Dave

787
Yeast and Fermentation / Re: Cold Wort - Warm Yeast
« on: January 19, 2013, 10:49:36 AM »
I don't think there's much, if any, negative effect of pitching cold yeast into warm wort. I pull my starters out of the fridge, decant, and pitch immediately as my standard method. So you're taking about roughly a 30 degree temp difference. The yeast always perform great.

Yeah, same method for me.

Learn something new every day!  Thanks for saving me valuable yeast warming time.... ;)

788
Yeast and Fermentation / Crazy Starter
« on: January 19, 2013, 09:42:29 AM »
I just wanted to share this.  I made the second step of my lager starter this morning and poured it on top of the first step made yesterday with 2 week old yeast.  I went to mash in and not 10 minutes later when I returned I found this:



Very cool!

Dave

Edit: I don't know what I am doing wrong to get the photo to show, but here is the link.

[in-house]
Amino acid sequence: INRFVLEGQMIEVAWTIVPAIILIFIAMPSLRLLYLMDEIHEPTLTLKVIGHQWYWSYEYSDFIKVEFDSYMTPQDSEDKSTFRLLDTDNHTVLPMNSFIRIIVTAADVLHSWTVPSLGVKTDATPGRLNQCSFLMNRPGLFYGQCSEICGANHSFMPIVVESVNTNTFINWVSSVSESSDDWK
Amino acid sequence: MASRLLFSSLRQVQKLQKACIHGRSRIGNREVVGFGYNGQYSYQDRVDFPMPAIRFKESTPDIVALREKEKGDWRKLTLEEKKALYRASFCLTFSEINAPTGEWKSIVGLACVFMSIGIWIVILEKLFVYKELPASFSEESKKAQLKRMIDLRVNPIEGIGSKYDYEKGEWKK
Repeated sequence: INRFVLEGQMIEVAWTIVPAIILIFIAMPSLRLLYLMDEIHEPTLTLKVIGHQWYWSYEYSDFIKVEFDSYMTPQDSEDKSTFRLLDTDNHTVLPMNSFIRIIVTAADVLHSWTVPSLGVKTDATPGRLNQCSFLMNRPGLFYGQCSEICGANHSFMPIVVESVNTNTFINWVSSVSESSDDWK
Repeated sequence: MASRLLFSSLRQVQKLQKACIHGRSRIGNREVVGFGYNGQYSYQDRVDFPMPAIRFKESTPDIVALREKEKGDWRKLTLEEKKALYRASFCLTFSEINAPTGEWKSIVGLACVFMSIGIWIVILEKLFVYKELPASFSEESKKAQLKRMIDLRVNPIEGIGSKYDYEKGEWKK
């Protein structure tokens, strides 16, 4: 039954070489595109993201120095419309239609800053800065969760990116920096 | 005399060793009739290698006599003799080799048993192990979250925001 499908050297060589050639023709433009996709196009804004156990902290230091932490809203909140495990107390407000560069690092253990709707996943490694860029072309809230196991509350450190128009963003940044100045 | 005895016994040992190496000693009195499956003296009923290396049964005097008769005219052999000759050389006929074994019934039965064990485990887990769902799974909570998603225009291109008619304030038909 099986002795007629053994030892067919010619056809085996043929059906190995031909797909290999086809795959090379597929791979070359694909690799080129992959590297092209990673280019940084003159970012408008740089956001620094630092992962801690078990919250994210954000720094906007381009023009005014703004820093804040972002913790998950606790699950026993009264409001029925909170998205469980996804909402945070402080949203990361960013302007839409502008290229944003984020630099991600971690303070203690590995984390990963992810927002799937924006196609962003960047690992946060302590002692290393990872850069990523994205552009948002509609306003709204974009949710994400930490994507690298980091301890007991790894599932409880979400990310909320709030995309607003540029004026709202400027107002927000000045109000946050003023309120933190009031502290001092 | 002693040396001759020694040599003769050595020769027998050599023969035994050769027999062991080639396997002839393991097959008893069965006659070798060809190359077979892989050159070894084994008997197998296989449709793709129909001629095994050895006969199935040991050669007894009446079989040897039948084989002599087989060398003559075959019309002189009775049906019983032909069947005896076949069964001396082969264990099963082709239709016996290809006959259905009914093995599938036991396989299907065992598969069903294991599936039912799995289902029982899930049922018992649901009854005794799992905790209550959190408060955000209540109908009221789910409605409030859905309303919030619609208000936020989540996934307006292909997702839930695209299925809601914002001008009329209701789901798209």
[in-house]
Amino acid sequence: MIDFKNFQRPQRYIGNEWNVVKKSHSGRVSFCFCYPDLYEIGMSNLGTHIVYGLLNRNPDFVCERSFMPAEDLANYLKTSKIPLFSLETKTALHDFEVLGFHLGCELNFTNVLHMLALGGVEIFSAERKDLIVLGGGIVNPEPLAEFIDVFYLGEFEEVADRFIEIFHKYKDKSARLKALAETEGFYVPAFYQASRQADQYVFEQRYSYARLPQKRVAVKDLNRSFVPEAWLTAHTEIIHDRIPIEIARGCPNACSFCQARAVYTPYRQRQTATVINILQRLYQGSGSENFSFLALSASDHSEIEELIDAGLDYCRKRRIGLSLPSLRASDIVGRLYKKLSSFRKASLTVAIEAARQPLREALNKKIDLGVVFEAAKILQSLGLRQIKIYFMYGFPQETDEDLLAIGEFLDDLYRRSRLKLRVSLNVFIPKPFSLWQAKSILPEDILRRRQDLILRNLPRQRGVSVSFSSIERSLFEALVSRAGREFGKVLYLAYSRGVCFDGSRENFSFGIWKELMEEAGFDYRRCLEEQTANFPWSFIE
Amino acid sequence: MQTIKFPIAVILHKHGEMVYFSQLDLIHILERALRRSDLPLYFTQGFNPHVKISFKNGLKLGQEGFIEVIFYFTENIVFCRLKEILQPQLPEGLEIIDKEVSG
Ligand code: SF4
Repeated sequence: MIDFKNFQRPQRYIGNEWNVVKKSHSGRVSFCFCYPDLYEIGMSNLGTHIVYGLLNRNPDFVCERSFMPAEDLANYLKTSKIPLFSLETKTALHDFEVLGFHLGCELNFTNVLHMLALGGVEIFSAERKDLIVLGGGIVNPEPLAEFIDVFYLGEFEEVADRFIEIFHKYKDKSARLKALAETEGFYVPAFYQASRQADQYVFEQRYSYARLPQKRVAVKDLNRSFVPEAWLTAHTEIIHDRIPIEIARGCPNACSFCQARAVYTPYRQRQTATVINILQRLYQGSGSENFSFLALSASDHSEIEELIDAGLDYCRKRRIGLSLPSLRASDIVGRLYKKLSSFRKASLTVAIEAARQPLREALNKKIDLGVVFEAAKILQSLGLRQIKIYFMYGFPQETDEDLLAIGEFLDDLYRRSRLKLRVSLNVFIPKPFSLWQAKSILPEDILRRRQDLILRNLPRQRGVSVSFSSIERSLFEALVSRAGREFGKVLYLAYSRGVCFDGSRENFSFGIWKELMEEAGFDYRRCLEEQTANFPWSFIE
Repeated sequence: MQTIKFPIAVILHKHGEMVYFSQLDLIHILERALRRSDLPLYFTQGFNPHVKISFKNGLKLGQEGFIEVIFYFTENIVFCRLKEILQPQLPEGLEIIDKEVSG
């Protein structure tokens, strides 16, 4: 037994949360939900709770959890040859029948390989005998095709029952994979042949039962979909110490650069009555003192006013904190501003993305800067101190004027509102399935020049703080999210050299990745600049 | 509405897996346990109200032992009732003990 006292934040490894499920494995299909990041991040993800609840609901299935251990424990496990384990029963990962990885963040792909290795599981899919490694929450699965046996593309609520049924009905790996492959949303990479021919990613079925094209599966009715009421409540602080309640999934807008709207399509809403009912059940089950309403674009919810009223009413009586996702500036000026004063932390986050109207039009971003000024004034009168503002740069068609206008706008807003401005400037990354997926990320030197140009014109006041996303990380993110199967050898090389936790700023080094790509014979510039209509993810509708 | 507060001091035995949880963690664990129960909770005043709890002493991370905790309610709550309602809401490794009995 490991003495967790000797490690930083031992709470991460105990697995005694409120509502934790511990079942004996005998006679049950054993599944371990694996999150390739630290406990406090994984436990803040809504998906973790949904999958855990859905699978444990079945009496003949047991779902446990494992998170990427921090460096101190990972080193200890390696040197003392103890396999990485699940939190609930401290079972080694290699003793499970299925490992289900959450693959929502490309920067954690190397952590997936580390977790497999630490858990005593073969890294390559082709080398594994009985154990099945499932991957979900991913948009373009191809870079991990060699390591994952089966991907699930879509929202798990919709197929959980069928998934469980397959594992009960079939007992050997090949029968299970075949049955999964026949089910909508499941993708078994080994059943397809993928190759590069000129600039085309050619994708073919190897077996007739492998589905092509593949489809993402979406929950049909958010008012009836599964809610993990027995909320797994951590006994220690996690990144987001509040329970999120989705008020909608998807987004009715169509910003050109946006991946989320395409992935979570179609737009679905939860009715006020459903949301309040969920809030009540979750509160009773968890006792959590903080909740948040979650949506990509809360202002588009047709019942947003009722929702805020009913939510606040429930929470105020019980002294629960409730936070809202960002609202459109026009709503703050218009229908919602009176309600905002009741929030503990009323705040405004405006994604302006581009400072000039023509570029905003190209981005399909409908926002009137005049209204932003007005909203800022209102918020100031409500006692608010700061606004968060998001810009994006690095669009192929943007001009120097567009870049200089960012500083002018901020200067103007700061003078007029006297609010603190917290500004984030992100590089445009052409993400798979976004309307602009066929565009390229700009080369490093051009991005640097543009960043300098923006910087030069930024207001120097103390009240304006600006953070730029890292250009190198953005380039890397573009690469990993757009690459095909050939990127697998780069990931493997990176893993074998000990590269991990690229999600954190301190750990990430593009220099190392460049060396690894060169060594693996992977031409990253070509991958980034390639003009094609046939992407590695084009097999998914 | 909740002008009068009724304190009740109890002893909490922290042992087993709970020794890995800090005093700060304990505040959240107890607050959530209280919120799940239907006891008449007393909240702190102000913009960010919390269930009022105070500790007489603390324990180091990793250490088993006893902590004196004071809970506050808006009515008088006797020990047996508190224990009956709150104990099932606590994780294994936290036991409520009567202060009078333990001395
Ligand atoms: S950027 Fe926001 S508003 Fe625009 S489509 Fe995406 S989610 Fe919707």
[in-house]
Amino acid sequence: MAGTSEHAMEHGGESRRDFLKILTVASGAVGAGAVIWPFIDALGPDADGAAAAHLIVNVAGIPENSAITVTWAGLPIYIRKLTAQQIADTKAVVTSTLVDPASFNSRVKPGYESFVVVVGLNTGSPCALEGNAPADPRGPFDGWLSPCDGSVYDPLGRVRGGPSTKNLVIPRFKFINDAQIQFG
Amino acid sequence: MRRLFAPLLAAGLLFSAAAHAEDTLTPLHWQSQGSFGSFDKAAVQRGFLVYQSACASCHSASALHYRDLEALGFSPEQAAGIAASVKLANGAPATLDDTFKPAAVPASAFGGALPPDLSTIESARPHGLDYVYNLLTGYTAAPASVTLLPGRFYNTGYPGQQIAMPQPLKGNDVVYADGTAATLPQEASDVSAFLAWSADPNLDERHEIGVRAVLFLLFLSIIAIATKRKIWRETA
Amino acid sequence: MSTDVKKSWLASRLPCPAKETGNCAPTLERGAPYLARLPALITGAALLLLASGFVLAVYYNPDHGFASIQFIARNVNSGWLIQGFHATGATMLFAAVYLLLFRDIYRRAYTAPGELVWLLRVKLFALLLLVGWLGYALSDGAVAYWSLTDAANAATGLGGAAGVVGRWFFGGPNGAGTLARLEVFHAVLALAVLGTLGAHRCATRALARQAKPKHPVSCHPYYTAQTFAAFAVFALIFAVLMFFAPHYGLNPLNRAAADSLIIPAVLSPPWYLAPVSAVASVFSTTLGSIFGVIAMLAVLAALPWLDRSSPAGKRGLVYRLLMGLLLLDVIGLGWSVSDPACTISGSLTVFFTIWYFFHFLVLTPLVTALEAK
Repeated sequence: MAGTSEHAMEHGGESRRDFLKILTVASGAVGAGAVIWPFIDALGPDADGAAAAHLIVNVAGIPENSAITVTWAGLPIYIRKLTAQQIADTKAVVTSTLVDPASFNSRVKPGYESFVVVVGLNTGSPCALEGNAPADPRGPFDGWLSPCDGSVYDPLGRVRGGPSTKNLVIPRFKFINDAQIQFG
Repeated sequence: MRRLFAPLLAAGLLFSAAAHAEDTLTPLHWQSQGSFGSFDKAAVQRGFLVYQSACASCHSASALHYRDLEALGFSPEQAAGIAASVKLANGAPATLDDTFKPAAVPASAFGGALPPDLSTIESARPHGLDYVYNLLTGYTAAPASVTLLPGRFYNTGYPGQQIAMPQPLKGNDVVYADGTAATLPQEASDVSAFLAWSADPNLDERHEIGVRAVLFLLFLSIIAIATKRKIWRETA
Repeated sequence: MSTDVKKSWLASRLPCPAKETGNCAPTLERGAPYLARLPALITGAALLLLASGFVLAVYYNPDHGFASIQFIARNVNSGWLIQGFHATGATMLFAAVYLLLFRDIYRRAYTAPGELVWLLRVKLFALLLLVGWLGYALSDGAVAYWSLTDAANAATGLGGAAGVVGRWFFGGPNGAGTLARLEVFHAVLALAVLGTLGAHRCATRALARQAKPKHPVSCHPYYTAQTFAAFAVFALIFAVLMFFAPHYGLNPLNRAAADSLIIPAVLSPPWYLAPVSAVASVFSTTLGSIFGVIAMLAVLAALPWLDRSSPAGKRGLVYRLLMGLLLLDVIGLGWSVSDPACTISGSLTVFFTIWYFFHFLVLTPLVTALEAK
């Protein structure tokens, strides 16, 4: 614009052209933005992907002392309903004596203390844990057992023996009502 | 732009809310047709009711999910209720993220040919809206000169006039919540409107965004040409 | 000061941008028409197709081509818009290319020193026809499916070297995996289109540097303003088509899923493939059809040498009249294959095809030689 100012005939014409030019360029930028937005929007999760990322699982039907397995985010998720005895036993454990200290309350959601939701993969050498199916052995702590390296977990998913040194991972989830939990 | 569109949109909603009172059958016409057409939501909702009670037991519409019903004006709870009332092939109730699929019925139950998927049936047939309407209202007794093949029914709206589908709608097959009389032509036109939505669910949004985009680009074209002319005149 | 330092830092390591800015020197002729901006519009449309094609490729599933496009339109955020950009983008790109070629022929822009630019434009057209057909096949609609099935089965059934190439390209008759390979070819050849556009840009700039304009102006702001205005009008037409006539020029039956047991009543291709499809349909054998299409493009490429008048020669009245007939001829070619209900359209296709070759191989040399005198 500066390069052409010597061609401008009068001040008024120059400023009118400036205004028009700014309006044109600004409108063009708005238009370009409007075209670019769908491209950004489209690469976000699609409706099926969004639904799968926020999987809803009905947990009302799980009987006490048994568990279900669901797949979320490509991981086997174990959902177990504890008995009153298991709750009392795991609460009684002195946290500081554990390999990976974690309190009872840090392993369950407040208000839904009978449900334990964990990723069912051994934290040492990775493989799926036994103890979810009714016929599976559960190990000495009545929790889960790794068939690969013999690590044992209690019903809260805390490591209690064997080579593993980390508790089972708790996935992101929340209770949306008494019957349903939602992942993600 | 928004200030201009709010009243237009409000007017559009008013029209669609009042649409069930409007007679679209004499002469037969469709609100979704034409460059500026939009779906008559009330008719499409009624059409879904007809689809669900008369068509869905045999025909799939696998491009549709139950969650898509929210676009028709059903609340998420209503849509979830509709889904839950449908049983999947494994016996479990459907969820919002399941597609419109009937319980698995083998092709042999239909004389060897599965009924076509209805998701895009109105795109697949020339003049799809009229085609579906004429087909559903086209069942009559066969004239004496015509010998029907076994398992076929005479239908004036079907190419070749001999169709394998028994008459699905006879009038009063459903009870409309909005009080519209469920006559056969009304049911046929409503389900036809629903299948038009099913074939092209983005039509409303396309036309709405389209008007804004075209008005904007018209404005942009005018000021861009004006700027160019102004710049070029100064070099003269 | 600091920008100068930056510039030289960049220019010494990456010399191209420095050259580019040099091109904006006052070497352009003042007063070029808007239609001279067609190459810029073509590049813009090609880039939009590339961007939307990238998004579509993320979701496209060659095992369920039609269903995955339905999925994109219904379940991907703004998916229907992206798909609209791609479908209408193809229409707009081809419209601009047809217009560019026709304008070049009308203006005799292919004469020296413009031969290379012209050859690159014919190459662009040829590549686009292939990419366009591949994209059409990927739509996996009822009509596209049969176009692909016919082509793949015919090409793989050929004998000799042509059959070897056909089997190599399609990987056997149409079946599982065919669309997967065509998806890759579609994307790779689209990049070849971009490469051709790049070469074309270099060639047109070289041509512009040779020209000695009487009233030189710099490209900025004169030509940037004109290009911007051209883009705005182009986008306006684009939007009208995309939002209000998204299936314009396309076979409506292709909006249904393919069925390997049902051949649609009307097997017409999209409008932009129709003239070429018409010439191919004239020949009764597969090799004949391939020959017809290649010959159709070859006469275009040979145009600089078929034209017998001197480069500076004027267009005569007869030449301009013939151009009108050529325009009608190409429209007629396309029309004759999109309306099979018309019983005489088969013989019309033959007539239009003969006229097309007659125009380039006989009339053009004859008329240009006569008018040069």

http://www.flickr.com/photos/92369419@N03/8394670175/in/photostream

789
Yeast and Fermentation / Re: Cold Wort - Warm Yeast
« on: January 19, 2013, 07:20:47 AM »
I don't think it is ever a good practice to shock the yeast with cold to warm and dry to wet having a bad effect on the cell walls.  That being said, I truly have no idea about warm to cold.  If it were me, I would just wait for one or the other.  Bring the warm yeast in the garage to get cold and if you forget, then bring the cold wort in the house to warm up.  If you are sanitizing well, there should be no problems.

Dave

I have done colder yeast to warmer wort for many years and hundreds of batches.  I've gotten excellent results and never any sign of "yeast shock".  AAMOF, I don't know if it even exists and I've read that it's actually preferable to do it that way.  Dr. Schmidlin, didn't you weigh in on this before?  The theory being that if you warm up the yeast they start consuming their nutrient reserves before they go into the yeast.

I hear ya Denny.  I was thinking of more of an extreme.  Like pitching 34F yeast straight from the fridge in to 68F wort.  I can't see that being a good thing but I don't know the science.  (Plus I was well in to my super Noble hopped Pils when I commented last night, YUM!  ;D)  Tom?  a10?